A little over a month ago, I went with the Ngan Hac Giay Organization on a trip to help the Gia Rai people in Chu Prong and Duc Co, two small cities in Central Vietnam near Pleiku. Pleiku is known by many in the United States as one of the main staging areas for the American military during the Vietnam War and the site of the war’s first conventional battles. My trip with the NHGO was only going to be for a few days….we left on a Friday and would return Sunday night.
Most of the Gia Rai families that we were going to help suffer from Leprosy and live in small villages isolated from the nearby Vietnamese communities. The local Catholic Church has been organizing aid missions to help the surrounding Gia Rai villages…which is how the Ngan Hac Giay Organization in Saigon got involved. This was just one of the many trips that the NHGO has been making to the Gia Lai province in the past few years. The goal of the NHGO is to not only deliver aid (food, clothes, toys, medicine) to the Gia Rai people, but to further help them become more self sufficient, by teaching them how to plant crops and raise farm animals…not to mention providing them with educational tools like TVs and DVD players. One of my primary motivations for coming to Vietnam was to be part of volunteer efforts like this.
I was told that there were going to be about 25 people going on this humanitarian mission, including some foreigners and doctors, however the turnout was much higher with about 50 people showing up…including 4 doctors, but no foreigners aside from myself. The NHGO rented a big bus and a driver for our trip up north and we departed from Saigon a little after 6pm on 01/29/2010 (Friday). In The States it would only take about 5-6 hours to travel the approximately 500 km (a bit over 300 miles) to the Gia Lai Province…home of the Gia Rai ethnic minority..but with the road conditions (80% of which seemed to be in various states of construction) and the generally slower speeds that motor vehicles travel at in Vietnam; it would take us at least 12 hours to reach our destination.
We ended up arriving in the Gia Lai Province about 14 hours after leaving Saigon. Our bus broke down twice during the trip, but luckily our driver was also a mechanic and he managed to fix the first breakdown in about half and hour; the second breakdown which occurred about halfway through our trip…took about an hour to fix. From outward appearances our bus appeared pretty new and modern looking, but in addition the mechanical difficulties….there was no air conditioning at all. We had to leave most of the windows open….which was a problem in itself since there was so much dust flying around outside from all the road construction. By the time we arrived in Gia Lai, the inside of my nostrils were completely black….no telling what color my lungs were. Also I failed to anticipate that the weather in central Vietnam was much colder than in Saigon. I had asked Son (NHGO Coordinator) if there was anything in particular that I needed to pack for the trip….he said “only clothes”….but he failed to mention what kind of clothes. Since we were only going for the weekend…I had only packed a few jeans and a couple of T-shirts. When we finally arrived early Saturday morning, the temperature felt like it was in the 50s (Fahrenheit)…which if I was still in Indiana….would be hot for this time of year. But after getting used to 90+ degree weather in Saigon….it was freezing!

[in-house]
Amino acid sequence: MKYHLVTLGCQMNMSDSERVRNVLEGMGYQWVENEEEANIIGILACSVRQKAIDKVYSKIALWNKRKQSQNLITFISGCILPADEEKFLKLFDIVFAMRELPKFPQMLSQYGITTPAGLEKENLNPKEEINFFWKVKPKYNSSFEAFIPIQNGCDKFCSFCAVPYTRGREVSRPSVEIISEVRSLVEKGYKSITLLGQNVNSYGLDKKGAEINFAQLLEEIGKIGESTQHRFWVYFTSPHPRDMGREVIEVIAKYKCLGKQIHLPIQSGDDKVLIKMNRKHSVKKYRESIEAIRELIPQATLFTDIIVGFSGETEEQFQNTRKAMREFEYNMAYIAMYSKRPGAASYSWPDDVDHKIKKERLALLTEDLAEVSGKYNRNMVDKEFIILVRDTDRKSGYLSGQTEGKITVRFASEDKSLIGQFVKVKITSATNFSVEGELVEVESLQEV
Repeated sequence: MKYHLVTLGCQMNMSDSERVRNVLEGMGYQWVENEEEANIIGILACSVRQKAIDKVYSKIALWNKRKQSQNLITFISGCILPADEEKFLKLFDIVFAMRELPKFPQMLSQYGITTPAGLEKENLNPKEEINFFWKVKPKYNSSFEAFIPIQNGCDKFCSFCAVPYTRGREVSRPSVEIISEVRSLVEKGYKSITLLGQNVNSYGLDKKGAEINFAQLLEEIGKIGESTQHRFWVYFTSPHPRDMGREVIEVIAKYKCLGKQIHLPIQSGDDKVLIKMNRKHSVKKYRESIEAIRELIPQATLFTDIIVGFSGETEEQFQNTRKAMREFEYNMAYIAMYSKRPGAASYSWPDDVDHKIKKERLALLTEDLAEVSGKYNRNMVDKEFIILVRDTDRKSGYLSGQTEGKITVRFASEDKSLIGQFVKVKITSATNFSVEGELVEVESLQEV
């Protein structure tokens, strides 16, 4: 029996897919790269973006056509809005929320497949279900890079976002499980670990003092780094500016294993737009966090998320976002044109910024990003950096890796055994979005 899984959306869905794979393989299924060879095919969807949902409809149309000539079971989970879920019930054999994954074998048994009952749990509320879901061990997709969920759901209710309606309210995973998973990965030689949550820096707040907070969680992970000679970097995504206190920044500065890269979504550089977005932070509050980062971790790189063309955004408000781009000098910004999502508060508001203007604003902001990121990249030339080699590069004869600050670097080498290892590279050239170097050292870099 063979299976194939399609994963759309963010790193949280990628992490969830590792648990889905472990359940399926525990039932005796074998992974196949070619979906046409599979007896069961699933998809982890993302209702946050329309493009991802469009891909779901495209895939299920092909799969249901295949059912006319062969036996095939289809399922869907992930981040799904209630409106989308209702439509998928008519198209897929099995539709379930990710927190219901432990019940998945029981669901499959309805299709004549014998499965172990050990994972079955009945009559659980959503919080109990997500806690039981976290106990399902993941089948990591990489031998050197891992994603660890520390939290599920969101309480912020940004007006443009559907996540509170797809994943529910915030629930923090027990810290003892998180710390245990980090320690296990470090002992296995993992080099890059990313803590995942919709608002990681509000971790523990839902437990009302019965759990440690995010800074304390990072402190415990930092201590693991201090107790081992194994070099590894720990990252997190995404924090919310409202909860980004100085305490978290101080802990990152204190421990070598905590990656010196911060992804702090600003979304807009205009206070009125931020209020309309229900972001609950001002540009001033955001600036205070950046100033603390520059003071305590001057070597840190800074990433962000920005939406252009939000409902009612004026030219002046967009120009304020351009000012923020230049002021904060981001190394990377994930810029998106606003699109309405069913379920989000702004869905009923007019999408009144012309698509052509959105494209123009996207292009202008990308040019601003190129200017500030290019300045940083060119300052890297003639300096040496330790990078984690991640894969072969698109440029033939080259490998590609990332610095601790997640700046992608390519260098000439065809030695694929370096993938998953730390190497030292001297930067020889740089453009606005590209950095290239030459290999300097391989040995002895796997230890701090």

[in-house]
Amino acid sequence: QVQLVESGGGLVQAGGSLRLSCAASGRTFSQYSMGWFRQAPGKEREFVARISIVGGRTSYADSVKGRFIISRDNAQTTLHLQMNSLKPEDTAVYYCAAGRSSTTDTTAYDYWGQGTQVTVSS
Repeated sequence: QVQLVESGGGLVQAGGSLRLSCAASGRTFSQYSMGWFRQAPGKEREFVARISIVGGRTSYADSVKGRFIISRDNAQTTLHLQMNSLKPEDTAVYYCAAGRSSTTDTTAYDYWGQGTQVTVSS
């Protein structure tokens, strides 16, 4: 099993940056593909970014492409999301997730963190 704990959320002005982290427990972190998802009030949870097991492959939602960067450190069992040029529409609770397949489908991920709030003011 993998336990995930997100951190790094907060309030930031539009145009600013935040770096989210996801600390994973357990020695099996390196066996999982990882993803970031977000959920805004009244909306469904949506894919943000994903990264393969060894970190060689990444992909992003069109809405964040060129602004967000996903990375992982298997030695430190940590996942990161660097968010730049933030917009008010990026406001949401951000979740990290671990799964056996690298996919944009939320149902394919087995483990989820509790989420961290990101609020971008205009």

Our host during our stay up north was the very same Catholic Church that helped sponsor the aid to the Gia Rai people. After we had a chance to freshen up a bit after our long journey…the Church provided a big lunch for our group. The food was ok, but I only took a couple of bites. First of all, I never eat breakfast so I didn’t have much of an appetite….secondly, those that have read some of my earlier posts (Where to poop in Saigon & Hygiene in Vietnam) know that using the public restrooms is one of my biggest phobias about being in Vietnam….and on this trip I would have to share a couple of small restrooms with 50 strangers….and maybe even have to do my business out in the woods once we got to the Gia Rai villages. I figured that the less I put inside me the less would come out. I might have eaten about a day’s worth of food during the entire trip. I also took the advice of one of the commenters in an earlier post and forced myself to drink a cup of nasty dark, bitter coffee each morning to “seal the deal”. It worked!! I absolutely did not have to poop at all in almost 3 days.
After a quick lunch….our group spent the next couple of hours loading up supplies onto the bus and trucks we were taking out to the villages. It was a lot of hard work. There were big bags of rice and salt, cooking oil, ramen noodles, clothes, medicine, and a surprising amount of orange soda. Speaking of which….although I wasn’t hungry….I was dying for a soda. It started getting really hot around noon and my energy level was completely zapped from lack of sleep and I really needed something with sugar in it…all there was to drink at the Church was water and hot tea. Although I probably wouldn’t have stolen a can of orange soda if no-one was looking (ehhh…..maybe), if someone would have offered to sell me a can for a hundred bucks at that point I probably would’ve agreed to it.